1993 Prime Minister Hosokawa made a specific apology to South Korea about abuses during colonial rule.
1995 Aum Shinrikyo (Supreme Truth Sect) staged a Sarin Gas attack in the Tokyo subway.
1997 Asian financial crisis made an adverse impact on the economy of Japan.
The Sources and Links for More Information:

Kingston, Jeffrey (2001). Japan in Transformation, 1952-2000. Harlow, England; New York: Longman. 190-194.

McCargo, Duncan (2000). Contemporary Japan. Basingstoke : Macmillan Press. 16-17.

Japan-guide.com

Kidsweb Japan

The Japan of Today

 

The Constitutional Monarchy

The Constitution

came into effect on 3 May 1947.  It is the primary protection for Japanese democracy.

Read about it

 The Emperor

is ‘the symbol of the State and of the unity of the People’ (Article 1). Without any powers related to government, the Emperor performs only those acts in matters of state that are stipulated in the Constitution, or that are advised and approved by the cabinet.

The Diet

is ‘the highest organ of state power’, and ‘the sole law-making organ of the State’ (Article 41). All members are chosen by election, serving as representative of all the people. It is composed of :

1.       House of Representatives (Lower House)

with members elected by districts for four-year terms; and

2.       House of Councillors (Upper House)

with members elected for six-year terms by two different methods, district election and national election.

The Prime Minister

is designated by the Diet and then appointed by the Emperor.

Official Web Site

The Cabinet

is where the executive power is vested. It is headed by the Prime Minister and consists of the Ministers of the State. The Ministers are appointed by the Prime Minister while at least half of them must be members of the Diet. As provided in the Constitution, the Cabinet is ‘collectively responsible to the Diet’ (Article 66).

An Independent Judiciary

is specified in the constitution. In theory the Supreme Court, which is vested with the whole judicial power, plays an important role in the interpretation of legislation and making interventions over controversial matters.

Local Self-Government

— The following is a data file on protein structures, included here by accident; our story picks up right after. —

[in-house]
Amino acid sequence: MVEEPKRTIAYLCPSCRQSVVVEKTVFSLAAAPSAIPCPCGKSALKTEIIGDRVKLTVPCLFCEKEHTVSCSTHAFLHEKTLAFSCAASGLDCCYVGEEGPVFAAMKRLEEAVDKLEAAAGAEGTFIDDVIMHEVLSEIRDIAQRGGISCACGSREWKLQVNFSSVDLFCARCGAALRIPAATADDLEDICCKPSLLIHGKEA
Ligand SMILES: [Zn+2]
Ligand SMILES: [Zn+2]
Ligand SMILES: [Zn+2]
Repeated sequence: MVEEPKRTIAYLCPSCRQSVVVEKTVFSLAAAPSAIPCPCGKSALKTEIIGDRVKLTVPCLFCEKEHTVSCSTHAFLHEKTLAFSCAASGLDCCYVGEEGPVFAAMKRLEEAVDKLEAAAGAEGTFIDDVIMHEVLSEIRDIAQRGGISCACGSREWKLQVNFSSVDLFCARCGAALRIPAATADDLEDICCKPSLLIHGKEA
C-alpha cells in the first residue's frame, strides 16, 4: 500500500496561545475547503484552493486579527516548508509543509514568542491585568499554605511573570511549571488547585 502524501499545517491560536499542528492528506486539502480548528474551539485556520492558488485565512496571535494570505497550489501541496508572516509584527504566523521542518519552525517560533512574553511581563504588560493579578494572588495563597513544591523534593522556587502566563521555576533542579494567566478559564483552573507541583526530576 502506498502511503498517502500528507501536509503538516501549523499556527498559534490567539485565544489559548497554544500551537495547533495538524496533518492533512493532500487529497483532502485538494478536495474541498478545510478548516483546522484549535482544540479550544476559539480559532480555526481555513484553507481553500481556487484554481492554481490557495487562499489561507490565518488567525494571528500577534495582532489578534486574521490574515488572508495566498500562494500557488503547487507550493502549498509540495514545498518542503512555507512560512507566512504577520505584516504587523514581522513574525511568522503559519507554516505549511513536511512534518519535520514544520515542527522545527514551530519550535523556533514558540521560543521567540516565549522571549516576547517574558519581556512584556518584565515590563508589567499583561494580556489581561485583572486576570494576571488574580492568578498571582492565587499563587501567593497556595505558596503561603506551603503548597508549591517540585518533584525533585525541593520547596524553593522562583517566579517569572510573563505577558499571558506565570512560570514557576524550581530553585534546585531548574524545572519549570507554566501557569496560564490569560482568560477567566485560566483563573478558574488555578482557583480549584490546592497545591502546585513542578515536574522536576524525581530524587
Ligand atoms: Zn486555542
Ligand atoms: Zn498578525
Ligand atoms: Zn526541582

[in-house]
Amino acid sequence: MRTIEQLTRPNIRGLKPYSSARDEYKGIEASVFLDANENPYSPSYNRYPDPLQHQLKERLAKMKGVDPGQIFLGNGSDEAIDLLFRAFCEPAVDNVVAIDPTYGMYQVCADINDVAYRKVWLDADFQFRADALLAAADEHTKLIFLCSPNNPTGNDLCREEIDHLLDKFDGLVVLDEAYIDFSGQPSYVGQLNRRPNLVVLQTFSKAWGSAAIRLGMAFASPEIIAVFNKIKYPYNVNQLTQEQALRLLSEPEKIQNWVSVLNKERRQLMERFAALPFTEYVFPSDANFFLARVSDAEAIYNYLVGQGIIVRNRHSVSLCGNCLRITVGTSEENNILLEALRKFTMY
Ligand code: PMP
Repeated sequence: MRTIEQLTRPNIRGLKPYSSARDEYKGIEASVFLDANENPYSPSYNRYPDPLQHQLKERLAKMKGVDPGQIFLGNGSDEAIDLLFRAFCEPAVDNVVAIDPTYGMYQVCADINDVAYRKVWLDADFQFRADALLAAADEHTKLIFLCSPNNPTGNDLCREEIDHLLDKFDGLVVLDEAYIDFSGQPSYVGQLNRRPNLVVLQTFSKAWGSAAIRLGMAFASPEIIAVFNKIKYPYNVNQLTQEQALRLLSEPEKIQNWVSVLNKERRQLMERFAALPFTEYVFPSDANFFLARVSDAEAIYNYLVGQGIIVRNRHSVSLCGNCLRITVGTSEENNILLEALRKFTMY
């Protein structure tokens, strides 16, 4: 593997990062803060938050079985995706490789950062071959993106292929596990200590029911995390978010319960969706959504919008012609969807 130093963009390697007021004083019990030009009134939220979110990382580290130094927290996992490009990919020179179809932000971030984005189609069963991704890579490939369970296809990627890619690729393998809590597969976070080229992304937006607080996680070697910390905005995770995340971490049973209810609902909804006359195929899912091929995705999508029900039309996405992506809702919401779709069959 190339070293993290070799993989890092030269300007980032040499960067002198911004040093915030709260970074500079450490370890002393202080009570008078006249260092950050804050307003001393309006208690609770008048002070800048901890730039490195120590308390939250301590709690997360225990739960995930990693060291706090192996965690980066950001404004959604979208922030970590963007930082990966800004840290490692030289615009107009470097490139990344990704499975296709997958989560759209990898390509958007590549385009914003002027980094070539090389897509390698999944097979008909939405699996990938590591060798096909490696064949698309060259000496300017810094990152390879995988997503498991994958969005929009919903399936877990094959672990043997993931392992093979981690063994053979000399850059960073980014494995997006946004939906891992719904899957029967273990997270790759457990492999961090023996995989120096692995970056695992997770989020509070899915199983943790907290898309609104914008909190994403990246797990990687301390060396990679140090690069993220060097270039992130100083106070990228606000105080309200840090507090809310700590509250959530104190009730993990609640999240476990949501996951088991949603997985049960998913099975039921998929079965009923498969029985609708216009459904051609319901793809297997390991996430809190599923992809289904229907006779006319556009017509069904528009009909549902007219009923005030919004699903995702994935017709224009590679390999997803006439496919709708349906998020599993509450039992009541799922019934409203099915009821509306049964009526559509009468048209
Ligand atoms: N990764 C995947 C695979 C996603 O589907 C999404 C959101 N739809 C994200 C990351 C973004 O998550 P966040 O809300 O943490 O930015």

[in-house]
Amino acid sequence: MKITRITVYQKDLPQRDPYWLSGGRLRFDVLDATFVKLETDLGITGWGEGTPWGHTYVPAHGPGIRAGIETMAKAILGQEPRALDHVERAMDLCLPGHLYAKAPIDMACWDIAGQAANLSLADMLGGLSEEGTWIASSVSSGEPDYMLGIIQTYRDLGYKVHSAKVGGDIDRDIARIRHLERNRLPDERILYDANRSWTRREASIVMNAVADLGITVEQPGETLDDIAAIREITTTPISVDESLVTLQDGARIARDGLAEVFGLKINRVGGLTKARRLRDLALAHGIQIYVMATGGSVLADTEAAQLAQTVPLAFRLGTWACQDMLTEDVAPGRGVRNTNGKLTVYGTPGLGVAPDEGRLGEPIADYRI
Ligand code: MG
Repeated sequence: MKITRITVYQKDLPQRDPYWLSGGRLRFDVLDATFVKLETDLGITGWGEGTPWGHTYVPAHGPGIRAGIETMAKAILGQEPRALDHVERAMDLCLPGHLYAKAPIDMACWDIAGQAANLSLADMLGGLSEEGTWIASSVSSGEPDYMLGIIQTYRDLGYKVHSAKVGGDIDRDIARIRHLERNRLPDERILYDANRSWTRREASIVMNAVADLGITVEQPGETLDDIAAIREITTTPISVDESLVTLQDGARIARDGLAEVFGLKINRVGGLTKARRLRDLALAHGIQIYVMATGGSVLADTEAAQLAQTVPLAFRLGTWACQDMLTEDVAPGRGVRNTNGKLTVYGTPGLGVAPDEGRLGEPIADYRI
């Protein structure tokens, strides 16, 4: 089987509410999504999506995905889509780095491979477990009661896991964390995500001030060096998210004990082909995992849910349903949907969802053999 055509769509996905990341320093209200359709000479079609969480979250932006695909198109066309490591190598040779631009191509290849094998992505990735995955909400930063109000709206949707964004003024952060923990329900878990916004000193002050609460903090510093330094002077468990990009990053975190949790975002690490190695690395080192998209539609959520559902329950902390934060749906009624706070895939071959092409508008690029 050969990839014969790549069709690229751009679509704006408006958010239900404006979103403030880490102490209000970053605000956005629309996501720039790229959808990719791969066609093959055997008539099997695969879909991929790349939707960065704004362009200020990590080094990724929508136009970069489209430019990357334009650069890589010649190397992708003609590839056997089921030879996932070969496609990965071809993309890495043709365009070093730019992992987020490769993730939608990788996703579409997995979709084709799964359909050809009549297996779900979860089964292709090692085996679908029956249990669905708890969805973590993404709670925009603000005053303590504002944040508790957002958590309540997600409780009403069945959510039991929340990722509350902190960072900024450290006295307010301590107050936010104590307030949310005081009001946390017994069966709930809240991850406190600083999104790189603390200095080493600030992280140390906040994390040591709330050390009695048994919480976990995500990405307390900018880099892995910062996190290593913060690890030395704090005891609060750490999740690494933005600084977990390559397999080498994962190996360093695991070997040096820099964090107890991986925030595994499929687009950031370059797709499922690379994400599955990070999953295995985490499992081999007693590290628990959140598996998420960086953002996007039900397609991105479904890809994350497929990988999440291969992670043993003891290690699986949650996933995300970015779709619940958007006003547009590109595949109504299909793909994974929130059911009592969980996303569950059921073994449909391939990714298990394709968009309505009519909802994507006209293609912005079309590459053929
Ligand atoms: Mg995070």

was introduced by the post-war Occupation authority. It is a system of prefectural and municipal governments based on the principle of local autonomy, which is insured by Chapter 8 of the Constitution and set forth in the Local Autonomy Law (Chiho Jichi Ho). As of July 1996, Japan has 47 prefectures; each of them is headed by an elected governor (chiji) and administered by an assembly with elected membership. There are various forms of municipalities, which are headed by elected mayors who are elected with executive powers.

 

The Sources and Links for More Information:

McCargo, Duncan (2000). Contemporary Japan. Basingstoke : Macmillan Press. 79-97.

Japan Access

Economy

Japan is an island country, with limited natural resources and a large population.

Historically the Japanese economy has experienced several periods of expansion and recession. Initially assisted by rehabilitation aid from the United States, Japan rebuilt its war-devastated economy in the decade after 1945. Powered by the high rates of personal savings and private-sector facilities investment, a labour force with strong work ethic, an ample supply of cheap oil, innovative technology, and an effective government intervention in private-sector industries, Japan successfully achieved high economic growth and quickly moved from "less-developed" to "developed" status between mid-1950s and 1970s.  The economy became mature and the growth rate slowed down in the 1970-80s.